Fernici summoned me to his office. He is an ethereal creature in some respects; a century old yet appears still kissed with the fine brush of feybraiha. His inception, they say, was unusual, yet he does not speak of it. ‘The thing is, Gesaril,’ he said, his long hands expressive as they moulded the air, ‘throughout our history, the flotsam of Wraeththu has been continually swept northeast from the west, or northwest from the east. Up into the cold – I expect that was the idea. But what lives there now…’ He was pacing. He always paces when his interest is most ignited. ‘…strange evolutions, throwbacks… They killed some of our agents up there around a decade ago. Now, the station near the lake is heavily fortified. Yet it is intriguing, like a nature reserve. Dangerous predators, beautiful in their savagery perhaps…’ He shook his head, laughed. ‘Listen to me! Almost salivating!’ He paused, fixed me with his swift arrow stare. ‘I’d like you to go. Investigate. If possible, solve the problem.’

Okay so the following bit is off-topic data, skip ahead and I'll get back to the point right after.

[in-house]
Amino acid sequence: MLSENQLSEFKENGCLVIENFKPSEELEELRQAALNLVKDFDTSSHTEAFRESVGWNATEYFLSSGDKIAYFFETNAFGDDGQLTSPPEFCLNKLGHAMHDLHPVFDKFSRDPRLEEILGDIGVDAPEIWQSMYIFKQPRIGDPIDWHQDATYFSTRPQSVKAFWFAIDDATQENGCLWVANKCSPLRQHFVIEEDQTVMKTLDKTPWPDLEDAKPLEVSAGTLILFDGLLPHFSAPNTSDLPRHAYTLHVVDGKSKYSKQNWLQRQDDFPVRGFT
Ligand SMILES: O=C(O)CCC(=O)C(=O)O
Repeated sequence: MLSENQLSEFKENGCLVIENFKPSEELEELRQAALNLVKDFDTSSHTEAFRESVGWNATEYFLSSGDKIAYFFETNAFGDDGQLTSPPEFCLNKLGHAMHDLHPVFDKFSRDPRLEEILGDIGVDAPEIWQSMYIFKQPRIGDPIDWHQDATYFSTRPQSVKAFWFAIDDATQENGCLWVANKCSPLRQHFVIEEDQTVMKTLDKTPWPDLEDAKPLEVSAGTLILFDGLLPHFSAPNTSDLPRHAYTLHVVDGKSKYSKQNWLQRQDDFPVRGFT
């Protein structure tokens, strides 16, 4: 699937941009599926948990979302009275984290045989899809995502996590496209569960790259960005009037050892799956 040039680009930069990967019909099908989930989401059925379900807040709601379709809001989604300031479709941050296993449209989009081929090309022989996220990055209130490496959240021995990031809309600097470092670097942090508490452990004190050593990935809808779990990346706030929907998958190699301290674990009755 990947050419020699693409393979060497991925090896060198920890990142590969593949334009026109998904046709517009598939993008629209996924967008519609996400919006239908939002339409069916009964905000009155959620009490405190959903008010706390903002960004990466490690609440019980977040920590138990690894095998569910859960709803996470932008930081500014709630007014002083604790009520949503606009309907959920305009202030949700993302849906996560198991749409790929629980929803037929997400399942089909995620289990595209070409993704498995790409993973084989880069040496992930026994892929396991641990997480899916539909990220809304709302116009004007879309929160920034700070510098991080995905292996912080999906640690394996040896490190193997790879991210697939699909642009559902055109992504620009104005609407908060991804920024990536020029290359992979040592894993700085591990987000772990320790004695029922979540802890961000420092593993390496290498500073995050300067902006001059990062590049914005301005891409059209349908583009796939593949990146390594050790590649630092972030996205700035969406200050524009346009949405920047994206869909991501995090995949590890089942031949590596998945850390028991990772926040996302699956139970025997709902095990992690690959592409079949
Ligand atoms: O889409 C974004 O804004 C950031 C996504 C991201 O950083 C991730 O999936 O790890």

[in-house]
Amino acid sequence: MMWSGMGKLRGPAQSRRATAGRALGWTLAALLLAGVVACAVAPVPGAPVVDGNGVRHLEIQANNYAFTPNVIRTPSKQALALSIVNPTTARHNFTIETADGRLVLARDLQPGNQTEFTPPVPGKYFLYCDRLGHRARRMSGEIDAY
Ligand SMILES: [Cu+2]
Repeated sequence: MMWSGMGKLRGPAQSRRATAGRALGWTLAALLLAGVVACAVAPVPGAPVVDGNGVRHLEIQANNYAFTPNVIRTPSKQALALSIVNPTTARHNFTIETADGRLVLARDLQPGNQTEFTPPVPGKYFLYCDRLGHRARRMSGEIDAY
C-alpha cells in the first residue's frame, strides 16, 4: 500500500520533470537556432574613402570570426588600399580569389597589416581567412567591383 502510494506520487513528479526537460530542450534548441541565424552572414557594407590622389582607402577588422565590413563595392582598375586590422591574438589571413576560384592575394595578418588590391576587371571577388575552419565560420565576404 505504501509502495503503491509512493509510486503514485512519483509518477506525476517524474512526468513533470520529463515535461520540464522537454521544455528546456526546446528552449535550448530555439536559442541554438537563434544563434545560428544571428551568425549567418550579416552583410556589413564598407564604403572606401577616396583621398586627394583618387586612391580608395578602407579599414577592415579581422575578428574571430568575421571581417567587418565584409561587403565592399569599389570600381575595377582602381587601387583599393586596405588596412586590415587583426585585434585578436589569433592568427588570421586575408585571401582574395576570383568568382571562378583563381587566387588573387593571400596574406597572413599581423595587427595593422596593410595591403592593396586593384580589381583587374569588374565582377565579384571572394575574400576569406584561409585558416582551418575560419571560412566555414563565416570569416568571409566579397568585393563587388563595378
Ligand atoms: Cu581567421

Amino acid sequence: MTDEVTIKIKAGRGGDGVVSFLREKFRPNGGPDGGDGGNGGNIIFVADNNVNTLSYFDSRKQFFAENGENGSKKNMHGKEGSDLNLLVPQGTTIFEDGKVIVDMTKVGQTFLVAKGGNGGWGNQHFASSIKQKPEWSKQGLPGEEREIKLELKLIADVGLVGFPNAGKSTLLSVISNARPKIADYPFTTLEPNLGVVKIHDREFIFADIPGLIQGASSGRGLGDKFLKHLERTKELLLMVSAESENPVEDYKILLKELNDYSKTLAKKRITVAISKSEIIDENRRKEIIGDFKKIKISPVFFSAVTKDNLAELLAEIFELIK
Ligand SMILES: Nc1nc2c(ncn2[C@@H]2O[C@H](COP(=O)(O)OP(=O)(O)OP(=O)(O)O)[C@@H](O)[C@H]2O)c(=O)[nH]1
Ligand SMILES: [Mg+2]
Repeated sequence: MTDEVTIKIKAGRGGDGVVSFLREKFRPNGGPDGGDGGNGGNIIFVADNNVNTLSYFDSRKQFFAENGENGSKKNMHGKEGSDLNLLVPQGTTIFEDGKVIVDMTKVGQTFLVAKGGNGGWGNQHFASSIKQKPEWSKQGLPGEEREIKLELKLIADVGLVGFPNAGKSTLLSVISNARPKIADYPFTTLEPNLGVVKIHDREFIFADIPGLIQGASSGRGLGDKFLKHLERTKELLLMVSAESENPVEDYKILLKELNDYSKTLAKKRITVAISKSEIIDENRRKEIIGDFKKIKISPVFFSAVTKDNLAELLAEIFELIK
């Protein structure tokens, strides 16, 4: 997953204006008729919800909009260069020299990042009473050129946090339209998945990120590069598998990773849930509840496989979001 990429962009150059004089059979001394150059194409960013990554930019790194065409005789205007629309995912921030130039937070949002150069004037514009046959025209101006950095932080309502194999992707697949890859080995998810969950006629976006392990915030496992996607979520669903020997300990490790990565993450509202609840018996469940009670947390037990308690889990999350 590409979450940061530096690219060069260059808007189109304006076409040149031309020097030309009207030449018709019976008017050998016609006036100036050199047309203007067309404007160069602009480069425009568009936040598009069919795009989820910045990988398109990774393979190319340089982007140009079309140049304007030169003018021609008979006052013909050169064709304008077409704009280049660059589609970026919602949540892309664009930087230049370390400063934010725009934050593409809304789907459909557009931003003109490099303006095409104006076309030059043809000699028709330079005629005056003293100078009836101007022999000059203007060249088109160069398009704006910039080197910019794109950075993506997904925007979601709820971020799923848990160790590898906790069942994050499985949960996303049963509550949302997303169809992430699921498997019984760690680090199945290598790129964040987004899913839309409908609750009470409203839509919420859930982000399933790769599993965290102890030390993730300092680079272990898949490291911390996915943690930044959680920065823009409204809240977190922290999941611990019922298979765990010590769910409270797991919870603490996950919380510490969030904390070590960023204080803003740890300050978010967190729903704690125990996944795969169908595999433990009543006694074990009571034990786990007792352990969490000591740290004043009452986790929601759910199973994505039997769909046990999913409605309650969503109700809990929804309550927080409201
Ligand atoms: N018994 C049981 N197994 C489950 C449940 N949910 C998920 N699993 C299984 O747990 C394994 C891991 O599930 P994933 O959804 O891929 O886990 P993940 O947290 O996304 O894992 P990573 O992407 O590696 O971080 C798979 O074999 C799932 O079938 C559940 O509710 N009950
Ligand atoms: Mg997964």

While I’d been on field trips before, they had not been particularly major cases. I was flattered Fernici wanted me on this job. ‘When do we leave?’

‘Oh, not me,’ he said, waving an arm at me and turning his back to examine a sheaf of papers he’d left on the low table that served as a desk, ‘much as I’d like to go, I can’t at present, so I’ll send only you from this department.’

Not you?’ I said, alarmed.

‘There will be a team,’ he said, ‘security, a couple of other investigators. I’ll speak to Malakess.’

‘Oh…’ A heaviness dropped over me that was faint dread. I hoped Malakess wouldn’t be on the team. Despite our attempts to be polite to one another, there was still discord between us; slight and easily ignored in the vastness of Immanion but perhaps prickly and uncomfortable within a small team far from home.

‘I doubt he’ll go himself,’ Fernici added, having read my discomfort accurately. He peered at me keenly, ‘Gesaril, it must be at least fourteen years ago, surely?’